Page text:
School-sav­ings mea­sure moves on

Panel passes pro­posal to let 529 plans pay for pri­vate tu­ition

Arkansas Democrat-Gazette - - NATIONAL - JOHN MORITZ

Leg­is­la­tion al­low­ing col­lege sav­ings plans to be used to pay for pri­vate school tu­ition sailed through the House Ed­u­ca­tion Com­mit­tee on Tues­day.

For the past two weeks, Repub­li­can law­mak­ers sought changes to the state’s 529 pro­gram — which gives tax breaks to Arkansans who in­vest for col­lege sav­ings — by ar­gu­ing the state needs to fall in line with fed­eral pol­icy.

A new fed­eral law al­lows tax-free with­drawals from the plans to also pay for pri­vate school tu­ition, lead­ing to charges from some Democrats and pub­lic ed­u­ca­tion ad­vo­cates that the pro­posed changes are a “back-door voucher pro­gram.”

On Mon­day, the last day of this year’s fis­cal ses­sion, House Speaker Jeremy Gil­lam, R-Jud­so­nia, said “con­jec­ture” had de­railed ef­forts to pass the state pol­icy change as part of a spend­ing bill. The lan­guage had been added to the state trea­surer’s of­fice ap­pro­pri­a­tion, which failed to pass un­til the lan­guage was re­moved.

The 529 plan pro­posal was in­cluded in Gov. Asa Hutchin­son’s call for the spe­cial ses­sion that started Tues­day.

Gil­lam, in pre­sent­ing his ver­sion of the leg­is­la­tion to the House Ed­u­ca­tion Com­mit­tee, con­ceded that the cost es­ti­mates for House Bill 1008 re­mained sub­ject to spec­u­la­tion. He also re­peated mis­in­for­ma­tion cited by oth­ers dur­ing the fis­cal ses­sion about how the tax ben­e­fits could be used for pub­lic school stu­dents.

Af­ter hear­ing from Gil­lam, the Ed­u­ca­tion Com­mit­tee ap­proved the bill on a voice vote, send­ing it to the full House for con­sid­er­a­tion.

“What we are try­ing to do here is to make com­pat­i­ble our 529 plan with what the fed­eral gov­ern­ment has sent down from on high,” the speaker said. “If we do noth­ing, then we are pe­nal­iz­ing the cit­i­zens of Arkansas who have taken their lead from Congress.”

Un­der cur­rent state law, Arkansas tax­pay­ers can deduct up to $5,000 ($10,000 per fam­ily) each year for in­vest­ments made into their 529 plans. As the plans grow, taxfree with­drawals can be made to pay for higher ed­u­ca­tion ex­penses. With­drawals for kinder­garten-through-12th-grade pri­vate school tu­ition are no longer sub­ject to fed­eral taxes, but, with­out changes at the state level, they are still sub­ject to tax­a­tion in Arkansas.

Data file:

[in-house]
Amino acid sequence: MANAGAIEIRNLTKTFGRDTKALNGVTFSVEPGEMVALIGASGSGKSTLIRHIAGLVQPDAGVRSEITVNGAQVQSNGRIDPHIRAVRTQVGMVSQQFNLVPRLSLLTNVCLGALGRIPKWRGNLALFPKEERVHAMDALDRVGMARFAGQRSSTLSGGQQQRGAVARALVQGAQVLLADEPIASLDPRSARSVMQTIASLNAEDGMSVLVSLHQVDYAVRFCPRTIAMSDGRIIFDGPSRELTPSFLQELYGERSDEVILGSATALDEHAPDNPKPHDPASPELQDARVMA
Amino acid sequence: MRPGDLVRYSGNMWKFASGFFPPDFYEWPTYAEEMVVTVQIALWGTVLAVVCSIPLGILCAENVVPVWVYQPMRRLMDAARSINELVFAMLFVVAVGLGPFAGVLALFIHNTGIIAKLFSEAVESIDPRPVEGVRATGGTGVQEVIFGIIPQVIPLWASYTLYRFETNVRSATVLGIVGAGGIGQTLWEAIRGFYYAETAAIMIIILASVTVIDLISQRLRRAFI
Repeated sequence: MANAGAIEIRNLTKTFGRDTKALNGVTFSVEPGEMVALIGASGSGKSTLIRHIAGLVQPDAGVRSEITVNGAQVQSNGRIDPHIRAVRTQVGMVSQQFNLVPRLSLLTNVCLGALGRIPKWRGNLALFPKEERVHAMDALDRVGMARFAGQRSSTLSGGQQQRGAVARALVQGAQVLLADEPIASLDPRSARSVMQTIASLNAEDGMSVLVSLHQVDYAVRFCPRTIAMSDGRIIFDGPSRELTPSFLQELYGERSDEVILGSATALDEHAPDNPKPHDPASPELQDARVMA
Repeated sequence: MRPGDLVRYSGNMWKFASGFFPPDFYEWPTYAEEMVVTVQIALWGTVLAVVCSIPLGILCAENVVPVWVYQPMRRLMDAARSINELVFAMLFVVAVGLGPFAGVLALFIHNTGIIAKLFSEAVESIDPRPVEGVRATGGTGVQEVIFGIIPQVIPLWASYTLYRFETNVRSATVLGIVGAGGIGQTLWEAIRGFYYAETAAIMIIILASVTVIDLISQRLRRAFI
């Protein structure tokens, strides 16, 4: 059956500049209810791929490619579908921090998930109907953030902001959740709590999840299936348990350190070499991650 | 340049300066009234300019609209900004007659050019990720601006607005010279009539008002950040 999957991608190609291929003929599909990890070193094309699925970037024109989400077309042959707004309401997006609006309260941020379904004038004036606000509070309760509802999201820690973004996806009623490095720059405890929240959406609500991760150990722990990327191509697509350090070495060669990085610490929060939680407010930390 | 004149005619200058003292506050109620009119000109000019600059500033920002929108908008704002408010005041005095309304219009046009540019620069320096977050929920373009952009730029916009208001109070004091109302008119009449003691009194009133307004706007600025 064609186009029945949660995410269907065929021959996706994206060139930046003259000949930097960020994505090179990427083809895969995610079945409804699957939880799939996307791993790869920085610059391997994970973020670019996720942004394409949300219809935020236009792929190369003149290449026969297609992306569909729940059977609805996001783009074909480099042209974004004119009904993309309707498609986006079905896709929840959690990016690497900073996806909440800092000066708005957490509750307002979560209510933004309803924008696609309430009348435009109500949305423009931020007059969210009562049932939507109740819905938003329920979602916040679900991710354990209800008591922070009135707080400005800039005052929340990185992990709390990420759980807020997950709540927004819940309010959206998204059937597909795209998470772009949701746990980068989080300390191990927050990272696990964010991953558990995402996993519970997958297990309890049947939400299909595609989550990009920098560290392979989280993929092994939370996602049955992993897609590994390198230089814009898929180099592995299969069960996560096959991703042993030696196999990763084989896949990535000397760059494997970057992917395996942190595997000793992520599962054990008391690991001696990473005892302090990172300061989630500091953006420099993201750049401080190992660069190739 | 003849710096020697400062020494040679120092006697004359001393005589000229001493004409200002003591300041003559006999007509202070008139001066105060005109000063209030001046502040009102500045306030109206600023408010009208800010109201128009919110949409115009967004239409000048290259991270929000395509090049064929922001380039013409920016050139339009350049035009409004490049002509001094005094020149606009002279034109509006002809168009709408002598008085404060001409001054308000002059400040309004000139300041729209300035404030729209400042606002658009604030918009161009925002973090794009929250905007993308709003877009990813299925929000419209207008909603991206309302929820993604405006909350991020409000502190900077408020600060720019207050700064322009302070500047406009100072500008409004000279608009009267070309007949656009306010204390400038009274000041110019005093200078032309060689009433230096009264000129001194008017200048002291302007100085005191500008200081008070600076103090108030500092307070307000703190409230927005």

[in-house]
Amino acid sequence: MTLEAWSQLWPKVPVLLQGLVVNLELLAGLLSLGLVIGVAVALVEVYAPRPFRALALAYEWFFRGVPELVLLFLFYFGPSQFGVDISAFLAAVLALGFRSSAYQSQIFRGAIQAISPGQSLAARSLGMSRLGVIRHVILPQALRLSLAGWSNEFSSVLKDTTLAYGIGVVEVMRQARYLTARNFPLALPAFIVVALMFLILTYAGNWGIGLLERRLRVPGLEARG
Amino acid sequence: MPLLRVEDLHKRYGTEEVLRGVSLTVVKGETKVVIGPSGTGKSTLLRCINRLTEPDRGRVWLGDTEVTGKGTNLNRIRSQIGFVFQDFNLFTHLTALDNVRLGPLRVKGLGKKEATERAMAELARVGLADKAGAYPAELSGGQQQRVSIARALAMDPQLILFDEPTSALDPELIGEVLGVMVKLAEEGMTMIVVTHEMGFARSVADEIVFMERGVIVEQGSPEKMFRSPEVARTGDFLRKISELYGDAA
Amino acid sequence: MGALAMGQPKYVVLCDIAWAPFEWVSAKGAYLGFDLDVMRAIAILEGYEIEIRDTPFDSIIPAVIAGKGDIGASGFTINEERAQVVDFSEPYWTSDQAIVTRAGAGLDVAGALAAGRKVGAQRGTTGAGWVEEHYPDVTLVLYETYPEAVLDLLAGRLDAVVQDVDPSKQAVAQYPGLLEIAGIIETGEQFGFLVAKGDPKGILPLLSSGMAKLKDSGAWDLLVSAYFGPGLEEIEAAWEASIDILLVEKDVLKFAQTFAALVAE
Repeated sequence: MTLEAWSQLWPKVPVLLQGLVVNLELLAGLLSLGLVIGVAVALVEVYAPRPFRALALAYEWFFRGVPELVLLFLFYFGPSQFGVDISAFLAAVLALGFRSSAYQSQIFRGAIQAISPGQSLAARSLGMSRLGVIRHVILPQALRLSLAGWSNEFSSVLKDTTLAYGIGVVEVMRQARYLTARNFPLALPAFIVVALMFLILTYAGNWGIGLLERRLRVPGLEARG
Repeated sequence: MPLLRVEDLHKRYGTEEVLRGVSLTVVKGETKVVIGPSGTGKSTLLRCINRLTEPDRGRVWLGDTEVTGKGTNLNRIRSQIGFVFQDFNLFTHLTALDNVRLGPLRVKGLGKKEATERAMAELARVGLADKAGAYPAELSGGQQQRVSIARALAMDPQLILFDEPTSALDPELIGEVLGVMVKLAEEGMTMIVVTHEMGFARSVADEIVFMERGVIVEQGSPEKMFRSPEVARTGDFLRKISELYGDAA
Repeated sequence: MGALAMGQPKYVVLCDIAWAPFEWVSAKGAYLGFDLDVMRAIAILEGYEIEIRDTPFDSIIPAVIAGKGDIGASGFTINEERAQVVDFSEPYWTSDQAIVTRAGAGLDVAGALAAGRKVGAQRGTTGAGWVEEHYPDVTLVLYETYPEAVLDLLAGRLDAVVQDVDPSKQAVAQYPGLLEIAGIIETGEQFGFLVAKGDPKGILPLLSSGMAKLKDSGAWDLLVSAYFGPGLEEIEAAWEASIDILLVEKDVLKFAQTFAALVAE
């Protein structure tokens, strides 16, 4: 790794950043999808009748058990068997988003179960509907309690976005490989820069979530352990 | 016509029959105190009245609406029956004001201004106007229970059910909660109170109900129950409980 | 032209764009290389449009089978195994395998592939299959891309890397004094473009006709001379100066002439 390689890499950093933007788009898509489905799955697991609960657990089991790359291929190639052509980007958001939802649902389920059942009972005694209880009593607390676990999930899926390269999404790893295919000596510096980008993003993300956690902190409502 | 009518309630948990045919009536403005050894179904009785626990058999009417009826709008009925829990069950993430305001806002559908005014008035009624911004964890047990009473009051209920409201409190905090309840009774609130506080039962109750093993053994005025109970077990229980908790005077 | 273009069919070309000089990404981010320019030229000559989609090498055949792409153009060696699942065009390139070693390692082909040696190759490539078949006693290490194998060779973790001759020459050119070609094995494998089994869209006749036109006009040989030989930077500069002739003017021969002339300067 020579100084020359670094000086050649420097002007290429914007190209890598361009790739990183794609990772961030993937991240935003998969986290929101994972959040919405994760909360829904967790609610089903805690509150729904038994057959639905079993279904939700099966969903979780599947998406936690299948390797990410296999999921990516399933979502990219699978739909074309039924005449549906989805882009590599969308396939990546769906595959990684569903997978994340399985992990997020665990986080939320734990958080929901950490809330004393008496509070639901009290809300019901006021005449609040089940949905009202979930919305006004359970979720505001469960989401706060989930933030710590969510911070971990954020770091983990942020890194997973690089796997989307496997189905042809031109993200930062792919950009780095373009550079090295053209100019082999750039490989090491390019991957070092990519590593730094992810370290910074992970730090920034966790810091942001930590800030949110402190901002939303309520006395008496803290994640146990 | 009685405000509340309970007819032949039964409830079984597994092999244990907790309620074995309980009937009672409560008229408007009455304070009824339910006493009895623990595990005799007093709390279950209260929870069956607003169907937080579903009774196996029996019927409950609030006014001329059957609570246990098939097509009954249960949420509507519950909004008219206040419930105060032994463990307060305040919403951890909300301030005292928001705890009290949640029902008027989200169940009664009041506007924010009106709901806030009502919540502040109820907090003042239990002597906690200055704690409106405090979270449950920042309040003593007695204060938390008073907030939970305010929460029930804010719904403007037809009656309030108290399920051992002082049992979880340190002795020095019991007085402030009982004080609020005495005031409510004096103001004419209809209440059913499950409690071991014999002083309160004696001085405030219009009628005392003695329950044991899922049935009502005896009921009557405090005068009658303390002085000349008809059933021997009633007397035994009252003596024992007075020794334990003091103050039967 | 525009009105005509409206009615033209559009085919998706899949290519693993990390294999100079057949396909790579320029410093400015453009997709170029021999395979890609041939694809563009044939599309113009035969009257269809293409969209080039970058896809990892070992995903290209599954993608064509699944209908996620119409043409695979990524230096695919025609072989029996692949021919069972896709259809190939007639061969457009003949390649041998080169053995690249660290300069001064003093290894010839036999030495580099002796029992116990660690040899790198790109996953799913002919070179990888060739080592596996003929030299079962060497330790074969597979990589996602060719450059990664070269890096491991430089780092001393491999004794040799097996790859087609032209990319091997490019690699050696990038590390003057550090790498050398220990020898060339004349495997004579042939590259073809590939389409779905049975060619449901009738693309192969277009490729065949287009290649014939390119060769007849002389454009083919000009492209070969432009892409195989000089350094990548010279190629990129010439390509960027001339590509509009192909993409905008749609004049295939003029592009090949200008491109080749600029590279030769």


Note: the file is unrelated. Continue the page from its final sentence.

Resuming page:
The cost of those changes at the state level, ac­cord­ing to a De­part­ment of Fi­nance and Ad­min­is­tra­tion re­view, would be $5.2 mil­lion in lost rev­enue. Gil­lam, how­ever, said those es­ti­mates were based on ev­ery pri­vate school fam­ily tak­ing full ad­van­tage of the tax break, which he said is “not go­ing to hap­pen.” Crit­ics of the change, point­ing to other states, have said the fi­nance de­part­ment es­ti­mate low-balled the cost.

“I’m afraid it’s go­ing to ad­versely af­fect our bud­get that we didn’t count on,” said state Rep. Mark McEl­roy, I-Til­lar, who voted against it. “I also worry about it af­fect­ing pub­lic schools, and they’re strug­gling along in the Delta.”

Dur­ing his pre­sen­ta­tion, Gil­lam said the tax-free with­drawals also could be used by pub­lic school fam­i­lies to pay for out­side tu­tor­ing or test prep classes, re­peat­ing a point that had been pre­vi­ously made by fel­low Repub­li­cans and the trea­surer’s of­fice, which ad­min­is­ters the plans.

The fi­nance de­part­ment re­port, how­ever, said that changes made to the fed­eral law — and pro­posed to state law — would qual­ify only with­drawals for “tu­ition at an el­e­men­tary or sec­ondary pub­lic, pri­vate or re­li­gious school.”

In re­sponse to a ques­tion about the ap­pli­ca­bil­ity of the new fed­eral pol­icy, an IRS spokesman pointed to an on­line hand­book that said qual­i­fied K-12 ex­penses in­clude up to $10,000 in tu­ition “in con­nec­tion with en­roll­ment or at­ten­dance at an el­i­gi­ble el­e­men­tary or sec­ondary school.”

Asked about the dis­crep­ancy, Gil­lam said he may have “mis­spoke.”

Dur­ing the fis­cal ses­sion, the ap­pro­pri­a­tion for the trea­surer’s of­fice failed to get the three-quar­ters ma­jor­ity it needed to pass. Be­cause it is not an ap­pro­pri­a­tion, HB1008 needs only sim­ple ma­jori­ties in both cham­bers to pass. Only a hand­ful of law­mak­ers voiced op­po­si­tion to the bill in com­mit­tee Tues­day.

No mem­bers of the pub­lic spoke for or against HB1008 at the com­mit­tee hear­ing, but the Arkansas Ed­u­ca­tion As­so­ci­a­tion came out with a state­ment in op­po­si­tion shortly af­ter the vote.

The pro­posed bill “pro­vides a huge tax break for pri­vate school tu­ition,” said the as­so­ci­a­tion’s ex­ec­u­tive di­rec­tor, Tracey Ann Nel­son, in a state­ment. “These pro­pos­als di­min­ish our state’s abil­ity to meet the Con­sti­tu­tional re­quire­ment to pro­vide a free pub­lic ed­u­ca­tion for all stu­dents.”

In a po­si­tion state­ment dis­trib­uted to law­mak­ers, Hutchin­son said he sup­ported the leg­is­la­tion “as a mat­ter of pol­icy” while ad­vis­ing the law­mak­ers to mon­i­tor the fu­ture costs of the changes.

Out­side the Capi­tol, North Lit­tle Rock School Dis­trict Su­per­in­ten­dent Kelly Rodgers said the im­pact of the bill would be in its ef­fect on pub­lic school fund­ing — an ef­fect that he said ap­peared to be min­i­mal.

“I don’t re­ally have a con­cern with it,” Rodgers said. “I think some peo­ple have col­ored it as a voucher bill, but I don’t see that.”

Arkansas Demo­crat-Gazette/STA­TON BREIDENTHAL

Rep. John Walker, D-Lit­tle Rock, waits for an an­swer to a ques­tion Tues­day dur­ing dis­cus­sion on the bill to al­low tax-free col­lege sav­ings funds to pay for pri­vate school tu­ition. The mea­sure sailed through the House Ed­u­ca­tion Com­mit­tee on a voice vote.

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